I’ll admit I’m snob when it comes to books. To the degree that I make judgements about people on the beach or in the airport based on the book they have (or if they don’t have one). Murder mystery = interesting but predictable. Best seller = no ability to think for themselves. Romance novel = oh please, don’t you ever think at all? Not that I’m not a romantic. I could watch Moonstruck, French Kiss, Love Actually, West Side Story or Gone With The Wind a hundred times and still tear up. As a matter of fact I probably have.
But when Megan said she was rereading Gone With The Wind, I thought she’d lost her mind. I’d never read the book, and naively assumed it was a great movie because of the story and the acting, not because of the writing. A couple of days later I heard a story on NPR about the anniversary of the publication of the book and was intrigued enough to pull out my 1937 edition (passed down in the family because we’re southern that way).
I spent the entire Fourth of July weekend on the deck of our cabin with my feet propped up and my nose in Gone With The Wind. I did little cooking, cleaning or organizing. I ignored my husband and the dogs. I just read. And laughed. And yes, cried. Several times. Even though I know the story by heart. I love (and loathe) Scarlett now more than ever and am intrigued by Rhett. Ashley has more depth, Melanie more sensitivity, Aunt Pittypat more small-mindedness…and Gerald O’Hara is my new favorite character of all.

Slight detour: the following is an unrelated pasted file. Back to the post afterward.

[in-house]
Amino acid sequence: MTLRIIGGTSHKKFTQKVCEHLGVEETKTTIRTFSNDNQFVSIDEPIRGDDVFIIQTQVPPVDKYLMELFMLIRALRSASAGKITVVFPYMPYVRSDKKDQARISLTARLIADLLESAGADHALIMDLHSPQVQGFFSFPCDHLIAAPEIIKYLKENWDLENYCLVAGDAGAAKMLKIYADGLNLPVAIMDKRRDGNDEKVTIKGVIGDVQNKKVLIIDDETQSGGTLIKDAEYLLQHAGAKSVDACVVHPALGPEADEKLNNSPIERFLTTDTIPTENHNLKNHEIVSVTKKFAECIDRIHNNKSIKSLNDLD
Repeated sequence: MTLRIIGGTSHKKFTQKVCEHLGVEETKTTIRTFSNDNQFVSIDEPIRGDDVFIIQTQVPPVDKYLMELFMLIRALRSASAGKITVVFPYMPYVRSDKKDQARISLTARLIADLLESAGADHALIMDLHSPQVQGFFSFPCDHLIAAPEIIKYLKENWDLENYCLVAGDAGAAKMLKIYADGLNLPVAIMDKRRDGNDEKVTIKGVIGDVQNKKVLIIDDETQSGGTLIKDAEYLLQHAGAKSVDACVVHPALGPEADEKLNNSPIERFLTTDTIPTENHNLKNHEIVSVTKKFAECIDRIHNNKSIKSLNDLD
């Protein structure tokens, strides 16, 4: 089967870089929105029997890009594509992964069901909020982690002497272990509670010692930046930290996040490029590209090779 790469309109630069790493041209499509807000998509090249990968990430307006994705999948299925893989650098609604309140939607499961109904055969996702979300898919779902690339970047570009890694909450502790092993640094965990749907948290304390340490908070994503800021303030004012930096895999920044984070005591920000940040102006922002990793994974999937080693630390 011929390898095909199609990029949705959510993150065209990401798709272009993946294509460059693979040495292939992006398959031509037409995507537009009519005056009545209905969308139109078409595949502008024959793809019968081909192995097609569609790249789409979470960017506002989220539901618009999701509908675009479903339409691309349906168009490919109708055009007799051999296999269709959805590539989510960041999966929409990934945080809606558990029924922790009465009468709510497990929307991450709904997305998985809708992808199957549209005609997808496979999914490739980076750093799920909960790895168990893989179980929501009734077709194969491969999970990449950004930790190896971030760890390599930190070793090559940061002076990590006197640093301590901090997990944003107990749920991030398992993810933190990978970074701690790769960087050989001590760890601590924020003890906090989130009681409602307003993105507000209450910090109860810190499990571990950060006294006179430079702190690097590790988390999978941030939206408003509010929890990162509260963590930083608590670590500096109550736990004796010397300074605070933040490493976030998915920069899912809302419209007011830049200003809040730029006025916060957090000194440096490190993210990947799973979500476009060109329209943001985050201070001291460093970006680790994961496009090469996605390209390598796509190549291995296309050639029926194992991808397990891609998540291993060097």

Each summer I try to read a couple of classics — past years have included Don Quioxote, Moby Dick, War and Peace, The Seven Pillars of Wisdom and just last month, This Side of Paradise. And I’m now surprisingly proud to add Gone With The Wind to that list. The classics are the classics because of their story, their characters, the writing, and the insight into a different (but not necessarily correct) way of life.
There’s a lot to learn from these great stories — better ways to live, better ways to interact with each other, better ways to appreciate beauty and nature. We can also be reminded about how to tell great stories. And that’s what marketing really is — telling the story about a product, a company, a culture, a way of doing business, a way of providing a work environment, a way of supporting and sustaining the environment.
What’s your story? How are you telling it?